Short-Sighted Analysis | First Todd McShay Compared Bryce Young To Patrick Mahomes, Now He’s “Scared To Death” Of Young?

Alabama Crimson Tide quarterback Bryce Young, the 2021 Heisman Trophy winner, is widely considered the top signal-caller in this draft. For what Young lacks in size, standing at a reported 5-10.5 and 185 pounds, he more than makes up for with his dynamic ability to play the game’s toughest position. He’s also known for making the difficult play appear effortless.

But even with those obvious attributes, there’s a lot of trepidation about how his slight and slender frame will hold against NFL-sized defenders with world class speed and very bad intentions.

Todd McShay is flip flopping on his analysis of Bryce Young
Todd McShay keeps flip-flopping on his analysis of Alabama QB Bryce Young. First he’s Patrick Mahomes, now he’s too small? (Photo: @bryceyoung/Instagram)

Todd McShay Thinks Bryce Young Is Too Small

One person who seems horrified for Young, is ESPN NFL draft analyst Todd McShay, who recently said:  

“If I’m a GM, I’m scared to death of drafting him.”

The only thing that can scare McShay so much is Young’s size or lack thereof, because his game tape from his two-year run at Alabama, is some of the best tape you’ll see. It’s also a surprising take considering Kyler Murray, who might be even shorter than Young, was the No. 1 overall pick in the 2019 NFL draft and, despite getting injured last season, has turned the franchise from losers to winners in short order.

What’s also funny is McShay has also been lauding Young as the best quarterback prospect in the draft. In fact, last week, he was all-in on the Chicago Bears trading starter Justin Fields and drafting Young No. 1 overall.

He went as far as comparing Young to Kansas City Chiefs star Patrick Mahomes. 

“Bryce Young is a smaller version of Patrick Mahomes,” McShay said on Feb. 17. “The presence in the pocket, the ability to feel pressure coming, the ability to see the whole field and make all the throws with good touch and timing … he is different from these other guys. I would take Bryce Young if I was Chicago. I would do it because I would want Bryce Young. He is an upgrade over Justin Fields, and I want his rookie contract so I would have five years.”

So in the case of McShay, which way is up? Either you want him and draft him with no regrets or you don’t draft him and live with it, but enough of his love fest turned to trepidation. Just like Russell Wilson, Drew Brees, Kyler Murray, Baker Mayfield and the growing number of quarterbacks who are not quite 6 feet tall with their shoes off, Young has been this size all through high school at national power Mater Dei and at college football power Alabama, and his durability was never an issue.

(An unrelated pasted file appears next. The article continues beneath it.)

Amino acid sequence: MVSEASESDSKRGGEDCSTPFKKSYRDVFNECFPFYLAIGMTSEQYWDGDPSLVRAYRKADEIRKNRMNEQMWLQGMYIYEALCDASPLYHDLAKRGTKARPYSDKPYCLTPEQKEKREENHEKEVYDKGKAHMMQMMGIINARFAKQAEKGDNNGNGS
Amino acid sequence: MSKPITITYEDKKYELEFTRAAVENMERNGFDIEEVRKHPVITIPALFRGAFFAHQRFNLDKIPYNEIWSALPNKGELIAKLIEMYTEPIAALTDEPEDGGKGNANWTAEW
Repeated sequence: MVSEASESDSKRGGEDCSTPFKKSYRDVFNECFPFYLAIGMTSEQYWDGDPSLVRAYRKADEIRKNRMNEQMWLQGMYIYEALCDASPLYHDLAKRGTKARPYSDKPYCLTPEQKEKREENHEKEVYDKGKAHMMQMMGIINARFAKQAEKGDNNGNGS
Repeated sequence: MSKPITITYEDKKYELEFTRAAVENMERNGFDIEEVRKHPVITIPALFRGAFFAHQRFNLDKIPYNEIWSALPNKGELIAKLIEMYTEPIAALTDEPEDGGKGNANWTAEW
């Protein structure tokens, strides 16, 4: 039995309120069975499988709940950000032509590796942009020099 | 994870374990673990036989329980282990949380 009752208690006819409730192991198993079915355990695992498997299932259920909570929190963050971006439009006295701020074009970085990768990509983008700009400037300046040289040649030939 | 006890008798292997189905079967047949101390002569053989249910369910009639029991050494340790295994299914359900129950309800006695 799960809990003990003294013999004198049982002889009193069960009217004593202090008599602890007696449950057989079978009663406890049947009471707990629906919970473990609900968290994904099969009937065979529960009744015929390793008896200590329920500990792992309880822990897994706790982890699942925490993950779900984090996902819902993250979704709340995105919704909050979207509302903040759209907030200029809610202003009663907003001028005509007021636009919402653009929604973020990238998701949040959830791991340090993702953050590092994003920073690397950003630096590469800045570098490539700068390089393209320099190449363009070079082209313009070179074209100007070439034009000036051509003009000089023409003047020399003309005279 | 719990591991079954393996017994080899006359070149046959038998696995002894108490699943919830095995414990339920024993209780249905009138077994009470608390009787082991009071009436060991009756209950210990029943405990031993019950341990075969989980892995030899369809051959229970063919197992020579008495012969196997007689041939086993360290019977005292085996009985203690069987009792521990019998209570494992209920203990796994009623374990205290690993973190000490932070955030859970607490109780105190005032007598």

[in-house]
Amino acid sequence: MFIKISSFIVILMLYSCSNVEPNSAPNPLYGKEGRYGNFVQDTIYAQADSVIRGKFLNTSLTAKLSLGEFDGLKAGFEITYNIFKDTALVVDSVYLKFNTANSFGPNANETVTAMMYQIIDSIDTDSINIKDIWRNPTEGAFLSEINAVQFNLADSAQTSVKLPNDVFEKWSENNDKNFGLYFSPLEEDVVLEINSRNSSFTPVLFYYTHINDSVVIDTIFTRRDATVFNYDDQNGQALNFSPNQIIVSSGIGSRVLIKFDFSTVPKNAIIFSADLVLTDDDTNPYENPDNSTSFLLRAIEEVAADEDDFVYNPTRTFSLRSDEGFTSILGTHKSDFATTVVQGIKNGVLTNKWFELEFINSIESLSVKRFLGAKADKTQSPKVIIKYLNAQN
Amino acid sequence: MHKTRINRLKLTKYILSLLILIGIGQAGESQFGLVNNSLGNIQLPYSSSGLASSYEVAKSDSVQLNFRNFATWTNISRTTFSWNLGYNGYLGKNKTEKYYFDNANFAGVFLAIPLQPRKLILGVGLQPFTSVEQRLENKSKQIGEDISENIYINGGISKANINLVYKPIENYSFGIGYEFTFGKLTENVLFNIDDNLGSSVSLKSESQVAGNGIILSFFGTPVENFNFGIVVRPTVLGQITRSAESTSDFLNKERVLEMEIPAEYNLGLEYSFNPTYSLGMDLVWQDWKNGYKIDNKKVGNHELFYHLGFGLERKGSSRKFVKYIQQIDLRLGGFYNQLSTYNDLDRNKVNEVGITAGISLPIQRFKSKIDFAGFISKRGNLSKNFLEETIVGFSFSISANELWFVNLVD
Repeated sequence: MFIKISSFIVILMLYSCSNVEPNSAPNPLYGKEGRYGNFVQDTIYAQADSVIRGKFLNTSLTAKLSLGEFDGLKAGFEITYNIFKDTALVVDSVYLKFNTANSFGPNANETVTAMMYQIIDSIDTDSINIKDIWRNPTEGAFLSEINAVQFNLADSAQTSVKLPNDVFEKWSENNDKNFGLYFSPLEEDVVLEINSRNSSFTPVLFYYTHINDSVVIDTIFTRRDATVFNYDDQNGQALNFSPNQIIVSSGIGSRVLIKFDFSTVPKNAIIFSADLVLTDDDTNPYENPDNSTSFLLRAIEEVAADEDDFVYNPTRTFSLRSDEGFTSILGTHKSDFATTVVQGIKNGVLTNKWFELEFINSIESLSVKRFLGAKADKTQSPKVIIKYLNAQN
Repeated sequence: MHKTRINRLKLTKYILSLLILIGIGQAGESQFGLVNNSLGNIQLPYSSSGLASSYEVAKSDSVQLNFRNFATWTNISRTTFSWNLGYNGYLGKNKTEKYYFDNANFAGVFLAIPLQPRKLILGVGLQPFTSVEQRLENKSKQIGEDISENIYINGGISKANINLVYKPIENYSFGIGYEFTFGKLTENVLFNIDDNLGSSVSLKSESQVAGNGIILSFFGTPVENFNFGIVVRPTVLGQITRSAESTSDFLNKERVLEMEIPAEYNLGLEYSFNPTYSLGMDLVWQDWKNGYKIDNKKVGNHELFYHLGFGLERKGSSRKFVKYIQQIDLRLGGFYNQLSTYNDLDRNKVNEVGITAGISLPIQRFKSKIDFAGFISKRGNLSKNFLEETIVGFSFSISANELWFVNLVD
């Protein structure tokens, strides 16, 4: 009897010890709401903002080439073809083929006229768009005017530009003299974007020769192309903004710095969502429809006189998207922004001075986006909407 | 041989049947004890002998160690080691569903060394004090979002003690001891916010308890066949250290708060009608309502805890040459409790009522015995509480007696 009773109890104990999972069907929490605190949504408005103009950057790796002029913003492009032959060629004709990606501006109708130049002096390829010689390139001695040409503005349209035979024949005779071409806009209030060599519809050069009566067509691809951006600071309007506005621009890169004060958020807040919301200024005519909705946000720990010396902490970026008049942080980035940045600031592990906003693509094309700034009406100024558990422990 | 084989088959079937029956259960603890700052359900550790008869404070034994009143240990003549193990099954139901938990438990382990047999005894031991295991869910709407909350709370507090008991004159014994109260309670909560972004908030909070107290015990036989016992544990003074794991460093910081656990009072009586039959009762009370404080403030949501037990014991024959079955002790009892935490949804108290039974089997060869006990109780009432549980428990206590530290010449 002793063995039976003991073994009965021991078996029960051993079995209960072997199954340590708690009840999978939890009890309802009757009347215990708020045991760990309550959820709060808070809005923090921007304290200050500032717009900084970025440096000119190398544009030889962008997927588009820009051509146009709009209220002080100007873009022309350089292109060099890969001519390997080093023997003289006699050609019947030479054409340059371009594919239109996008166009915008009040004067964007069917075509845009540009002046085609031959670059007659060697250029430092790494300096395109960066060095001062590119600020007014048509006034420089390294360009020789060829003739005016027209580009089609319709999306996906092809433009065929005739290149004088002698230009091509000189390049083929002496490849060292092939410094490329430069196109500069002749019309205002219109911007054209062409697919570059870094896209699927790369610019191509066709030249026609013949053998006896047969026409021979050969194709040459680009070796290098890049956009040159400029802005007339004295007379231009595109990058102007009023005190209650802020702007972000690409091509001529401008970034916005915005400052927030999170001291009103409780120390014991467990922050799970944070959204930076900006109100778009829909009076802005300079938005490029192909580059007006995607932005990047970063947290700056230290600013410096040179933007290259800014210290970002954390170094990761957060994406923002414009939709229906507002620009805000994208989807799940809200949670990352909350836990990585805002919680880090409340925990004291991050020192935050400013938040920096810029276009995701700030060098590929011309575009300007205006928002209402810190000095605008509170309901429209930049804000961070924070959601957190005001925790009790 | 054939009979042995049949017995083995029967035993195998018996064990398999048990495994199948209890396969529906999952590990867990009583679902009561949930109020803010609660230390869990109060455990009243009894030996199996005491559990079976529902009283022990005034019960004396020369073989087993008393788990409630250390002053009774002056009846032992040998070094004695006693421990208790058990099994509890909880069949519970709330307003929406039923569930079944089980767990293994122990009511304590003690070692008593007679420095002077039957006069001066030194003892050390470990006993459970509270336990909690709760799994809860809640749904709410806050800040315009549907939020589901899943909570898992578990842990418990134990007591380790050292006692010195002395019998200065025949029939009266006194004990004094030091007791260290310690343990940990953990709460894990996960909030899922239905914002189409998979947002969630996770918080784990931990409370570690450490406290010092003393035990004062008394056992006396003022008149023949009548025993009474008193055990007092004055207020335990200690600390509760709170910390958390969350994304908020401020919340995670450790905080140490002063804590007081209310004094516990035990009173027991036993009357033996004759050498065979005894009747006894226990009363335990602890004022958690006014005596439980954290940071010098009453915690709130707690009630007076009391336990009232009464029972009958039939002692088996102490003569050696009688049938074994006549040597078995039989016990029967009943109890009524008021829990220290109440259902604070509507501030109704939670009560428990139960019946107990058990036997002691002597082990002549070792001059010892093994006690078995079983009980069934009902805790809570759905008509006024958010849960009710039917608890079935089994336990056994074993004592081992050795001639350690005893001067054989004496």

Most NFL Scouts Laud Young’s Abilities Despite Size

McShay isn’t the only ESPN analyst who’s raved over Young’s skill set. Dan Orlovsky compared him to Golden State Warriors star Steph Curry. Former NFL GM Mike Tannenbaum believes the Bears are making a franchise-altering mistake if they don’t take him. 

And Mel Kiper Jr., the veteran in this draft craze, says Young is the best processor of information he’s ever witnessed in the history of scouting and predicting the draft. 

That’s what makes Young special. His innate ability to understand what the defense is trying to do pre-snap and post-snap. Then it’s his ability to throw with anticipation and throw covered receivers open, which is a new skill quarterbacks are judged on. When you put on Young’s film you see all that, and he can throw off-schedule better than anyone in this draft and better than most NFL quarterbacks already. 

Bryce Young Won’t Throw At Combine

On Monday, it was announced that Young won’t throw at this week’s NFL combine, and instead throw at his Alabama pro day on March 23. Young’s decision is not injury related, as he’s fully recovered from an AC joint injury suffered during the 2022 season, which cost him a start. But he will interview, and that’s expected to go very well. 

Young’s refusal to throw will allow some other gifted signal-callers like Ohio State’s C.J. Stroud, Kentucky’s Will Levis and the Florida’s Anthony Richardson, to get some shine and a deeper look from the NFL personnel in attendance. They all could shoot up draft boards with a good showing. As for Young, he is not trying to make his height an issue or put himself on display to be criticized and dissected like a lab rat on social media. Plus, every No. 1 overall pick since 2019 has skipped throwing at the combine. Instead, he’s choosing to rely on his body of work at Alabama and his faith in his abilities.

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